Mobilized human PB CD34+ cells express a truncated form of CXCR4. Previous reports have shown that neutrophil proteases NE and CG accumulate in the BM of humans and mice mobilized with GCSF (13, 14) and that human CXCR4 is cleaved in vitro by purified NE (24). This prompted us to determine whether CXCR4 expressed by HPCs could be cleaved in vivo during the process of mobilization in response to GCSF administration. In a first set of experiments, we analyzed the binding of the mAb 6H8, which is specific for residues 22–25 of human CXCR4 (23, 24) — a site located within the first N-terminal extracellular domain of CXCR4 — on acute B lymphoid leukemia cell line Nalm-6 after treatment with increasing concentrations of purified NE and CG. As shown in Figure 1a, both proteases induced a dose-dependent reduction of 6H8 binding to Nalm-6 cells, whereas the binding of mAb 12G5, which recognizes an epitope located within the second extracellular domain of CXCR4 (23, 24), was increased by 20% after treatment with NE and decreased by 40% after treatment with CG. These data confirm that both NE and CG can cleave between the 6H8 epitope and the first transmembrane domain of CXCR4, a cleavage known to inactivate the chemotactic properties of CXCR4 (23, 24).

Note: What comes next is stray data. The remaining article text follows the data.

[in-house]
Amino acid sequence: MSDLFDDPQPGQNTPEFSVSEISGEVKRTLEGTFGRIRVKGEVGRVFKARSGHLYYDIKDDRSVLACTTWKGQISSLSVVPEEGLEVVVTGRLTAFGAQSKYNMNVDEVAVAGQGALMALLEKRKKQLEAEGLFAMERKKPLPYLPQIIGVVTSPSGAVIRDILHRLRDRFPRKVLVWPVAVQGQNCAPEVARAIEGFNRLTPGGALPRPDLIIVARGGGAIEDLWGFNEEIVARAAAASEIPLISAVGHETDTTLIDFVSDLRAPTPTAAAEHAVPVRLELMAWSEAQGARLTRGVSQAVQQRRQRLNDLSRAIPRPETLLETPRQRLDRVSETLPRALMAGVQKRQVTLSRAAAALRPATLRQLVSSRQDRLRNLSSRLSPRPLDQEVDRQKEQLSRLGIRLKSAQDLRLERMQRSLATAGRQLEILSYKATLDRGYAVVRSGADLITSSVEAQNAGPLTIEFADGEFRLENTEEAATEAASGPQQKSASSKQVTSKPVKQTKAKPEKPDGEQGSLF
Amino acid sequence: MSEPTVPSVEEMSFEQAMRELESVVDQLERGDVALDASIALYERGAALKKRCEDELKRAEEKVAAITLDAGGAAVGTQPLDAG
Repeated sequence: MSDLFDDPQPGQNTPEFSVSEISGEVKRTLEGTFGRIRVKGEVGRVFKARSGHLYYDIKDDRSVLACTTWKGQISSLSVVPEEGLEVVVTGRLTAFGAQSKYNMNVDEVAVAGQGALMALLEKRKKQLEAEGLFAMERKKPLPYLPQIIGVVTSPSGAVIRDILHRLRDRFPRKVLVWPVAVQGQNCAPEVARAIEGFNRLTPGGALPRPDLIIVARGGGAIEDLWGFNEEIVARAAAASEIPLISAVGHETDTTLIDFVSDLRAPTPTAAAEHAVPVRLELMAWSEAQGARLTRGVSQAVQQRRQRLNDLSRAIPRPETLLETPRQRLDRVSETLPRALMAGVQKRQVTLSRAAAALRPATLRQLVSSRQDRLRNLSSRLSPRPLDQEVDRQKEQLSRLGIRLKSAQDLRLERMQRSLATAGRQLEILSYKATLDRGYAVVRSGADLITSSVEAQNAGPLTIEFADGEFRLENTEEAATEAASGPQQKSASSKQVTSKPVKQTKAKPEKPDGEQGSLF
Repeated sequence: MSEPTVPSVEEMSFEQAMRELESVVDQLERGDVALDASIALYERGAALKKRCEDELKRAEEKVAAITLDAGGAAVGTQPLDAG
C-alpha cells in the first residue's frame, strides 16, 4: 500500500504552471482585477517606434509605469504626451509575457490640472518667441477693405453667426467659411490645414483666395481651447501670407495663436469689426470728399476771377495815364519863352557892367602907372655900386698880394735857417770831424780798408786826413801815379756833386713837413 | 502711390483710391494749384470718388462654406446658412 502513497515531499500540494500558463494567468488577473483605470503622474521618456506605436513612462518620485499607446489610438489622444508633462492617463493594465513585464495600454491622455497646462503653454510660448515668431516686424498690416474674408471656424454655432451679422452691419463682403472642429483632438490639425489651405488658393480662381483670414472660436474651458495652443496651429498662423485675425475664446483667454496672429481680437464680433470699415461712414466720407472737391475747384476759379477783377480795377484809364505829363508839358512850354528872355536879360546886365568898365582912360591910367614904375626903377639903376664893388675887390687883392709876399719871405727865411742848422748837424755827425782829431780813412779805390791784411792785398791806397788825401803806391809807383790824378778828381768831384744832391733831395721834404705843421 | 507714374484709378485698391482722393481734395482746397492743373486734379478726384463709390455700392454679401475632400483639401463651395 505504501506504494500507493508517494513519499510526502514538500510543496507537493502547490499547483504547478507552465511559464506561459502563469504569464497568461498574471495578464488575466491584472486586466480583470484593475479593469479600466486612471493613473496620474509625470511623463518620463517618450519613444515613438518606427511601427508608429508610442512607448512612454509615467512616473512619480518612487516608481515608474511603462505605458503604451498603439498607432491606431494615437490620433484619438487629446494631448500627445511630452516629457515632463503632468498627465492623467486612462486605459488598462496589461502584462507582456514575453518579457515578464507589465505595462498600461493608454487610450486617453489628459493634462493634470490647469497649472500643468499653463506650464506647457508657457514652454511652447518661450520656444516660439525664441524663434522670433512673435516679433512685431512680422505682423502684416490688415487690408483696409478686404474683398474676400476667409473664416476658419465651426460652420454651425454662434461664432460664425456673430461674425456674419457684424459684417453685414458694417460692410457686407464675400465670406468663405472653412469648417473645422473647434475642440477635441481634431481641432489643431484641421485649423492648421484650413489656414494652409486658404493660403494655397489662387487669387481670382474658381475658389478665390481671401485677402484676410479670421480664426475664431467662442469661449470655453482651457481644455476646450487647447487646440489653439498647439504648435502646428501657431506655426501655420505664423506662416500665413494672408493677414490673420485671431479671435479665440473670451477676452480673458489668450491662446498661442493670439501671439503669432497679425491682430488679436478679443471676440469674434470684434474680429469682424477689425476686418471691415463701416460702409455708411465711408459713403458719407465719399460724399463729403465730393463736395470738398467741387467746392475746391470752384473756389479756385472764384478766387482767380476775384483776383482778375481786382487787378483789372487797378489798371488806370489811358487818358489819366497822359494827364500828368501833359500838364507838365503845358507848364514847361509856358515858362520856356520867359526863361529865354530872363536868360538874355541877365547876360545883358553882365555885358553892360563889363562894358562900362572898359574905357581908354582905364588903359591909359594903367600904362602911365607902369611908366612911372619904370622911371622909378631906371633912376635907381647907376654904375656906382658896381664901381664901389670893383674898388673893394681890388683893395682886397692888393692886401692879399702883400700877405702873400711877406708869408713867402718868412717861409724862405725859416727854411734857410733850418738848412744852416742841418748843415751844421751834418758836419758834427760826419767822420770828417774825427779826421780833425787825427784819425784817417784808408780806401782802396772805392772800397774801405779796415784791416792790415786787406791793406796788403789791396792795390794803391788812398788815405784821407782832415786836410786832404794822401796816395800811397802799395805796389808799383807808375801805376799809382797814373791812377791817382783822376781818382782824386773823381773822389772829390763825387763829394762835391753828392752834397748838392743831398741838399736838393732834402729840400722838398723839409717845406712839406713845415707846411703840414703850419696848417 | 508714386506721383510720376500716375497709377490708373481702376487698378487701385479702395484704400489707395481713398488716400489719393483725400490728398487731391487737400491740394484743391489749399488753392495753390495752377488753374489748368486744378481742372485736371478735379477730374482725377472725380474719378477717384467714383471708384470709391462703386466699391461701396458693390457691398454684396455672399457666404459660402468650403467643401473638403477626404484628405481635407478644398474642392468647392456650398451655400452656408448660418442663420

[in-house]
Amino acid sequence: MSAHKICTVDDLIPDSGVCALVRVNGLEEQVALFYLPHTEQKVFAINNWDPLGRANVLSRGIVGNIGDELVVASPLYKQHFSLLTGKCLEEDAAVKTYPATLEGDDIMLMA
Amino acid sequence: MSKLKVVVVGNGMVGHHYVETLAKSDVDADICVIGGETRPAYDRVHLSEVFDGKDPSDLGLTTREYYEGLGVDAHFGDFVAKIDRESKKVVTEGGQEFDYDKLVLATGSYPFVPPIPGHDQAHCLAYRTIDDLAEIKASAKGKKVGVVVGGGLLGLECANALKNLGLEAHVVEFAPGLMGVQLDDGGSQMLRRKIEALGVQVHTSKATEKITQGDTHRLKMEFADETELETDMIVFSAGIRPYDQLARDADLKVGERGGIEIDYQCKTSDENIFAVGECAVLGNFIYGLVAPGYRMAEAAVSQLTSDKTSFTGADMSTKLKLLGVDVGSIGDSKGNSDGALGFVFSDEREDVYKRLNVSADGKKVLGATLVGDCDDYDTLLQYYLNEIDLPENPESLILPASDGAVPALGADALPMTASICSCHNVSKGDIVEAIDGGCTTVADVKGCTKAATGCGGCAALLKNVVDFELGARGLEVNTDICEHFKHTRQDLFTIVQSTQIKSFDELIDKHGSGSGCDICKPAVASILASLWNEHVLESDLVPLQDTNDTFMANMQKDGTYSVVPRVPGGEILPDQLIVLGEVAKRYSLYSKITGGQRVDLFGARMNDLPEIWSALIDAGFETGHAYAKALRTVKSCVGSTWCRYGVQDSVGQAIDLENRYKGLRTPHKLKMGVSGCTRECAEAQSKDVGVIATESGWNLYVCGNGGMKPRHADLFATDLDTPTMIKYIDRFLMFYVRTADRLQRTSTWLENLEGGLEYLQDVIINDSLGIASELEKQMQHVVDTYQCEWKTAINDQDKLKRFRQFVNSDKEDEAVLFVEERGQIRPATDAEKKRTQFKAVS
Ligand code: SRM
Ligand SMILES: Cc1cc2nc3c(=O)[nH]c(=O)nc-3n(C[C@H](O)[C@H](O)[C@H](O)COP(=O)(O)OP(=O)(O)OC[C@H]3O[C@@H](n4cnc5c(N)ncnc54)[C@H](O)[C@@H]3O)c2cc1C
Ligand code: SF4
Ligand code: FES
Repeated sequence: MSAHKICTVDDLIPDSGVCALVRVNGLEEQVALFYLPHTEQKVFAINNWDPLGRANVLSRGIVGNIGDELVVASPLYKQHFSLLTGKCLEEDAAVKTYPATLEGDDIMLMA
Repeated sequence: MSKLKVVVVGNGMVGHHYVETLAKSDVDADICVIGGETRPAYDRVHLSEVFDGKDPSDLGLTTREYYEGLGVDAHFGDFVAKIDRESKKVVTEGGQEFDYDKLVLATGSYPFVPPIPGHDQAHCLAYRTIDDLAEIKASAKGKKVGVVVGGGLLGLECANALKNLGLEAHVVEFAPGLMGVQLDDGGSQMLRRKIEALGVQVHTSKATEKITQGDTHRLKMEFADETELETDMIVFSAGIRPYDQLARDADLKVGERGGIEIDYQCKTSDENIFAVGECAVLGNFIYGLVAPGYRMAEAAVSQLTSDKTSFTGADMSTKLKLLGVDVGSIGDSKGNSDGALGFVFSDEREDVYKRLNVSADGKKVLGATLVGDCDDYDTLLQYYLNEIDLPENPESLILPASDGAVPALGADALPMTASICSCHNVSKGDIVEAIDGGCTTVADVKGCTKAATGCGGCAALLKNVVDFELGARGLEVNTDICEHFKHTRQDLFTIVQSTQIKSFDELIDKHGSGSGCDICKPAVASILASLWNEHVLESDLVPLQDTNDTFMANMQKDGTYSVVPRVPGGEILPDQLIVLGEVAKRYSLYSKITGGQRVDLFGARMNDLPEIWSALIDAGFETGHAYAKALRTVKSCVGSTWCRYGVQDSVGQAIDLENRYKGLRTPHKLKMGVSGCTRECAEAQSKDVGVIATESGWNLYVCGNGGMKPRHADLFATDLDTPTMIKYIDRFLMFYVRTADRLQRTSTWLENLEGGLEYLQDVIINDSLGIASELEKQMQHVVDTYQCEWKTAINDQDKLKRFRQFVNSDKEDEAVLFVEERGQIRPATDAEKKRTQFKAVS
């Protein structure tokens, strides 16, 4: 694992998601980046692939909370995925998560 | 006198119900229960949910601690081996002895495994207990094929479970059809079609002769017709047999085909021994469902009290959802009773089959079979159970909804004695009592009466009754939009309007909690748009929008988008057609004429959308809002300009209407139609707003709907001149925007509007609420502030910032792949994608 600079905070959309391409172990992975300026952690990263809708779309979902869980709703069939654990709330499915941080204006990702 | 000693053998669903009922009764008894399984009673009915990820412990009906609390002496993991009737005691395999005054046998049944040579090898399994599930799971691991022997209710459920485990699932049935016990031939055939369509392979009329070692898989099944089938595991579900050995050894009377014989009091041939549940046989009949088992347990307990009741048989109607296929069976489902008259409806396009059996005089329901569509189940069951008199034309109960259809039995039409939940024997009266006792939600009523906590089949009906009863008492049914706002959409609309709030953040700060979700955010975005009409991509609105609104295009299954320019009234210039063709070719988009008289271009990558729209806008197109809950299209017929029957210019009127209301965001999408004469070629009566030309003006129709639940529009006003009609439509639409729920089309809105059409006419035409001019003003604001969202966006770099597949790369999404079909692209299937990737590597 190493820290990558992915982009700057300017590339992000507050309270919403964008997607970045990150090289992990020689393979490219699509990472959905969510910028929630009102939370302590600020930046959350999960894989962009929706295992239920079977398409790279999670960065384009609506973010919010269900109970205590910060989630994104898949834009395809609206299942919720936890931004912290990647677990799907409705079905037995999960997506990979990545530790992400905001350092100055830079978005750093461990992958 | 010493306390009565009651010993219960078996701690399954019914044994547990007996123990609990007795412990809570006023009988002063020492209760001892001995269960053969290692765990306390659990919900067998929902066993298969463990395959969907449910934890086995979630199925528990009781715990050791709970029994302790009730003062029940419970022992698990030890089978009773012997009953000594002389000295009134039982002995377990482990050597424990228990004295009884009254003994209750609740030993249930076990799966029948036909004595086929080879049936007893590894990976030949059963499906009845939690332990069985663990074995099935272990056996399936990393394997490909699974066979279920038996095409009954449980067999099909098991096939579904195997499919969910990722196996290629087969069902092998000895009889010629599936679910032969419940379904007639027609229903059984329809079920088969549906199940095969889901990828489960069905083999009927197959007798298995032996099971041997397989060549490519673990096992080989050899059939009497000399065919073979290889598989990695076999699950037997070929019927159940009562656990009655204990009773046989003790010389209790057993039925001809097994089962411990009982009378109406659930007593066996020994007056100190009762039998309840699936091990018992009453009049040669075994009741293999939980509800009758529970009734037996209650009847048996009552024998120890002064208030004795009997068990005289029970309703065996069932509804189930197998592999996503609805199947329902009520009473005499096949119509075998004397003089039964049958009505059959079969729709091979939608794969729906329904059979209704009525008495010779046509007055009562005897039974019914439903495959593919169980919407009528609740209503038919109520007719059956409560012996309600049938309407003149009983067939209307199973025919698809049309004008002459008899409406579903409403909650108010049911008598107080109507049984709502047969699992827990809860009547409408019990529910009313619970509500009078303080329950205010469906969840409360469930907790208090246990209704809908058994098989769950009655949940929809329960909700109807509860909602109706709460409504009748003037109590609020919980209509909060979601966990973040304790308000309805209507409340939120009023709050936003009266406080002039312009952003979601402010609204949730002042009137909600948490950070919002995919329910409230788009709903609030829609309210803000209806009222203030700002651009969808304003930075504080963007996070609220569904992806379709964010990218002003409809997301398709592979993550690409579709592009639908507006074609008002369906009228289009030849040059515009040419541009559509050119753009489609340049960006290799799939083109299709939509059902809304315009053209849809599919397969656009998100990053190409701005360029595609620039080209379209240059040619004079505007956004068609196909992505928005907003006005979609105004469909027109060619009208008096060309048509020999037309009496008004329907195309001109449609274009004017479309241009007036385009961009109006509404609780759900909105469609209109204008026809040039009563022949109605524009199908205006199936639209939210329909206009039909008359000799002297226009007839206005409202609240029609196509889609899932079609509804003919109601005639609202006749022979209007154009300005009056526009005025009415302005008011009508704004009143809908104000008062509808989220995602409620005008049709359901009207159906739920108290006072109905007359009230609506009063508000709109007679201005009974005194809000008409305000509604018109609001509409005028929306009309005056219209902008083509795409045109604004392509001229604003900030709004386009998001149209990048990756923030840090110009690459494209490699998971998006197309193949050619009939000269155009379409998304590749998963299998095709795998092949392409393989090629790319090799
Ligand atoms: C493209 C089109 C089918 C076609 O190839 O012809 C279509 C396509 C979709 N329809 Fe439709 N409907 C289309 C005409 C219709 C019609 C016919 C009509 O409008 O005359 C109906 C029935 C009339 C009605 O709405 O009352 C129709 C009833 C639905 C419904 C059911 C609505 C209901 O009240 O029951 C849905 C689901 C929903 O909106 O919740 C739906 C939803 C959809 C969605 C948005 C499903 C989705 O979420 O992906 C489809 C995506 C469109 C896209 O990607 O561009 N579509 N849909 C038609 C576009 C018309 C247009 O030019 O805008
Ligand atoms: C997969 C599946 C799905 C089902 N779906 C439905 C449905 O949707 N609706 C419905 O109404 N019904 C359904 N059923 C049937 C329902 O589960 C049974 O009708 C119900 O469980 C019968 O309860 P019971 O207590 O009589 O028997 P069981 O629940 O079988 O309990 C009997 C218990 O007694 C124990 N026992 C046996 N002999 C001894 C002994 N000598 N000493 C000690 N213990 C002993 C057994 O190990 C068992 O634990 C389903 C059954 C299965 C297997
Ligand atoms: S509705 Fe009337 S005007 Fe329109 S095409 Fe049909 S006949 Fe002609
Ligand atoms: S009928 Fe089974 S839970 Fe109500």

Mobilized CD34+ PBPCs express a CXCR4 molecule truncated in the first extracellular domain. (a) Nalm-6 cells were incubated for 2 hours at 37°C in the presence of indicated concentrations of purified NE (circles) or CG (squares) and were stained with the mAbs 6H8 or 12G5. After analysis by flow cytometry, results are expressed as a percentage of 6H8/12G5 binding of nontreated cells. Data represent means ± SD of three independent experiments. (b) Binding of 6H8 and 12G5 mAbs to steady-state CD34+ BM cells, GCSF–mobilized CD34+ PBPCs, and GCSF–mobilized CD34+ PBPCs after overnight culture. The flow cytometry analysis was gated on CD34+ cells. Representative data from two experiments are shown. (c) CD34+ cells isolated from normal steady-state BM were treated with 100 μg/ml of NE or CG. Control cells were pretreated in an identical manner with PBS in the absence of protease. The chemotactic response of cells was assessed in the presence (black bars) or absence (white bars) of 200 ng/ml of CXCL12 in the lower chamber. Representative data from two experiments in triplicate are shown. P, PBS. (d) Freshly isolated GCSF–mobilized CD34+ PBPCs or CD34+ cells derived from steady-state BM were compared for their chemotactic response in the absence (white bars) and presence (black bars) of 200 ng/ml CXCL12. Representative data from two experiments are shown.